Have you ever wondered how much an old coin might be worth? Perhaps it's a coin you've stumbled across at home or something unusual you spotted at a sale? Or maybe you are a coin collector and need a quick valuation to check the status of your finds. This article guides you through coins and how to value them. Value My Stuff has renowned experts who can assist you in valuing your coins.
Since the days of antiquity, people have been using currency for the exchange of goods. Before the advent of coins, the exchange could have been in the form of axe heads, jewels, pieces of fabric, and even shells. Around 650 BC, metal coins began to appear in Western Europe; these were small ingots of a specific size stamped with the city's mark.
Most consider the Lydian stater, circa 600 BC, to be the earliest coin minted; made from electrum (a mix of both gold and silver), each coin was hand struck and beautifully depicts a lion attacking a bull on the face and two square punch marks on the reverse. Depending on the quality of the coin and or metal type, they can bring anywhere from 1200 euros to over 50,000 euros.
Follow these easy steps to value your coins!
Collectors of all types love rare examples, but few more than coin collectors. Unlike other metal items, however, coins don’t usually feature maker’s marks (although some ancient coins can be placed with surprising accuracy), so design and material are key.
Key features include colour, weight, size, shape, design, dates, and other inscriptions. The more information you can gather, the better – this helps identify a coin and might help you check out a fake.
Age is, of course, important to rarity, but it isn't all-important. Coins were made to withstand years of circulation and, in many cases, centuries. As a result, even ancient coins are found regularly in Eurasia – the Portable Antiquities Scheme in the UK alone has recorded almost 1.5 million finds since it began in 1998, of which half a million are coins. That's 25,000 coins per year on one database! The importance of age can lie in the context of the lifetime of the coin, especially in modern cases like the earliest US Dollar.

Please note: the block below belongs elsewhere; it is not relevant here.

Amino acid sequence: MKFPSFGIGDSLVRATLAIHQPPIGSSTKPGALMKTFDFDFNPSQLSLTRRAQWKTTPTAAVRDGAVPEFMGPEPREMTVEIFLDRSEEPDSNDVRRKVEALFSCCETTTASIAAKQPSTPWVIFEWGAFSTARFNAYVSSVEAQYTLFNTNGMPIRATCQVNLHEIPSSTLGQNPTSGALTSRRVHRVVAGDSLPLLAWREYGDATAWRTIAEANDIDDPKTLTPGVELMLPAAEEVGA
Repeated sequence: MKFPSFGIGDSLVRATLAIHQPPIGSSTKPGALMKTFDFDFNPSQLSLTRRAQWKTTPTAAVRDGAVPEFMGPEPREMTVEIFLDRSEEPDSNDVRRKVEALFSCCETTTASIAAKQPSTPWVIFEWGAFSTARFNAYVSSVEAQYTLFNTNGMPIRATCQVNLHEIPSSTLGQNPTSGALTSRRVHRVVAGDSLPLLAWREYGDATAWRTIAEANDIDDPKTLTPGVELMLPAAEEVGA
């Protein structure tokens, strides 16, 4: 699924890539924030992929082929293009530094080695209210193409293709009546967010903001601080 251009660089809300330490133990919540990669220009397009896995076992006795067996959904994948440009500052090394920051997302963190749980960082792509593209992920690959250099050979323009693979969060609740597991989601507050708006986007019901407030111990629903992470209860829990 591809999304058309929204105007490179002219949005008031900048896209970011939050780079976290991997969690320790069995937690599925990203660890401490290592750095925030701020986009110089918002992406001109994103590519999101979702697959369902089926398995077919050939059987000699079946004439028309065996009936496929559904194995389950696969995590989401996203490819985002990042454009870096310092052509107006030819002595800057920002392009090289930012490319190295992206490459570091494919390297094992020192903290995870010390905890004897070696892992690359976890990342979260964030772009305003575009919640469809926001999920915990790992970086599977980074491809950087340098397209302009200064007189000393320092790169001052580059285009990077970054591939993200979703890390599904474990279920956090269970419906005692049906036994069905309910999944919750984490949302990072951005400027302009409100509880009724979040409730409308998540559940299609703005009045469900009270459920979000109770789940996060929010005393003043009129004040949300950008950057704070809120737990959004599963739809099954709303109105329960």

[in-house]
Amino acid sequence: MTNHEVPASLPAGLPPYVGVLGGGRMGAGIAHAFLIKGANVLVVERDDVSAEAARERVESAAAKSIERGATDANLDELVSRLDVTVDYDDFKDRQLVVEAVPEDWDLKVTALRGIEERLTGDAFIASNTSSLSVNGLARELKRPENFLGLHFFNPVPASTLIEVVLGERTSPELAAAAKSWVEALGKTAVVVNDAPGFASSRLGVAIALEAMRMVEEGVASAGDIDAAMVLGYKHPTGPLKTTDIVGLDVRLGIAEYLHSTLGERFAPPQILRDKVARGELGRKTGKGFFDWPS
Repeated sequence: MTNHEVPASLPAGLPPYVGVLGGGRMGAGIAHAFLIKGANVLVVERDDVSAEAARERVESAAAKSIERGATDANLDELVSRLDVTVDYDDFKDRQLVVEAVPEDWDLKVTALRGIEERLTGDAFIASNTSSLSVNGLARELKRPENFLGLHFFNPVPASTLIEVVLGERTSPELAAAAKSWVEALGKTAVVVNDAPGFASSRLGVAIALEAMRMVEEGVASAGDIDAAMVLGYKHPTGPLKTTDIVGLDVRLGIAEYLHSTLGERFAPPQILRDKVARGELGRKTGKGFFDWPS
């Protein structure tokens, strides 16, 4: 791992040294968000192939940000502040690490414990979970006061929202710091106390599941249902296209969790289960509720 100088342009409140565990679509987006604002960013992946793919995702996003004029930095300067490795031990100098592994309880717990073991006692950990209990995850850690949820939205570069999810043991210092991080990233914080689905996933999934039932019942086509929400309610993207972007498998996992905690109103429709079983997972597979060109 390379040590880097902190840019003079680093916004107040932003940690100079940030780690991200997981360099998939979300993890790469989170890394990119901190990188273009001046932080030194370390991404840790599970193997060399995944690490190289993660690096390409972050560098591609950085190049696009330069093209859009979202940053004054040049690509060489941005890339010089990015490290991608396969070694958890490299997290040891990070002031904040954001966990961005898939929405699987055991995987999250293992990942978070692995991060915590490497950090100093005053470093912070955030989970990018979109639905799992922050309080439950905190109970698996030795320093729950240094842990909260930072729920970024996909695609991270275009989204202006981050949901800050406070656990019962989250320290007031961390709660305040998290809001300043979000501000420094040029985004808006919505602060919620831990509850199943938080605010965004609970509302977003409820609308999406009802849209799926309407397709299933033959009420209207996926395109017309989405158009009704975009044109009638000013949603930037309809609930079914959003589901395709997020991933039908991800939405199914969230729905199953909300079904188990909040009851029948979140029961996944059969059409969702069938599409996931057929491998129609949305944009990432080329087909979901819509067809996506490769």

Similarly, unique designs or inscriptions on a coin type can also be significant. You need to be somewhat clued up for these factors, so an expert opinion is always advisable. With this in mind, a coin with particular historical significance might be detailed online, so it is often worth an internet search.
For coins already known to be valuable, provenance can be essential. Like a painting, rare coins are sometimes exhibited, sold at major auction houses, or owned by renowned collectors. Any documentation or history can bolster the case for a coin's authenticity – particularly important given the quality of many modern fakes, often originating in China.
2021 was a record-setting year for coin prices, and the market worth continues to show trends growing. In 2021, the largest auction houses sold over $500 million worth of rare US coins and currency. According to market analysts, tiny auction houses and private sales elevate the coin market sales in the US to $5 billion or more. Still, of course, the data from private markets is never complete, so it is impossible to calculate the sales for an entire coin market.
Follow these easy steps to value your coins!
Coins have often passed through many hands if they have been in circulation. This makes coin condition a priority for many collectors. How can you tell a coin's quality? Third-party companies generally assess high-value coins to ensure they are genuine and to determine their condition. This is usually measured on the Sheldon Scale – a 70-point scale from poor to mint, which collectors recognise worldwide.
Of primary importance is the sharpness of the features, and for modern coins, the survival of the coin's original 'lustre' is also to the credit of those towards the top of the scale. On older coins, the survival of the peripheral lettering is often an essential factor, as inscriptions on the edge give coins much of their appeal. An ancient coin in too good condition can raise suspicions and should be valued by an expert.
Even condition, however, is only sometimes appreciated in the same way. Some collectors are particularly interested in coins with errors, damaged coins, or even clipped coins. Clearly, these can't be considered in the same way as regular coins, but they may still carry value. It's clear that while identifying a coin can be easy, predicting its value might not be. However, with the details mentioned above and a little knowledge, you can ensure you know your coin's actual worth.